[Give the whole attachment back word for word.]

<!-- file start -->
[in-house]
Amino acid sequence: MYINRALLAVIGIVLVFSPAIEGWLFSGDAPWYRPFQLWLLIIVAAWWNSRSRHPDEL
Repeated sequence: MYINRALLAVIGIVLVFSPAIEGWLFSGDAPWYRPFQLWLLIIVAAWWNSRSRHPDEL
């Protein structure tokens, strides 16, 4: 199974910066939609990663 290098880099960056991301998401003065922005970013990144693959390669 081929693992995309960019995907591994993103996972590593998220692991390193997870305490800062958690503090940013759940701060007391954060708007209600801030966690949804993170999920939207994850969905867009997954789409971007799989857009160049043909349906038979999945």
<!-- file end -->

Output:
[in-house]
Amino acid sequence: MYINRALLAVIGIVLVFSPAIEGWLFSGDAPWYRPFQLWLLIIVAAWWNSRSRHPDEL
Repeated sequence: MYINRALLAVIGIVLVFSPAIEGWLFSGDAPWYRPFQLWLLIIVAAWWNSRSRHPDEL
């Protein structure tokens, strides 16, 4: 199974910066939609990663 290098880099960056991301998401003065922005970013990144693959390669 081929693992995309960019995907591994993103996972590593998220692991390193997870305490800062958690503090940013759940701060007391954060708007209600801030966690949804993170999920939207994850969905867009997954789409971007799989857009160049043909349906038979999945």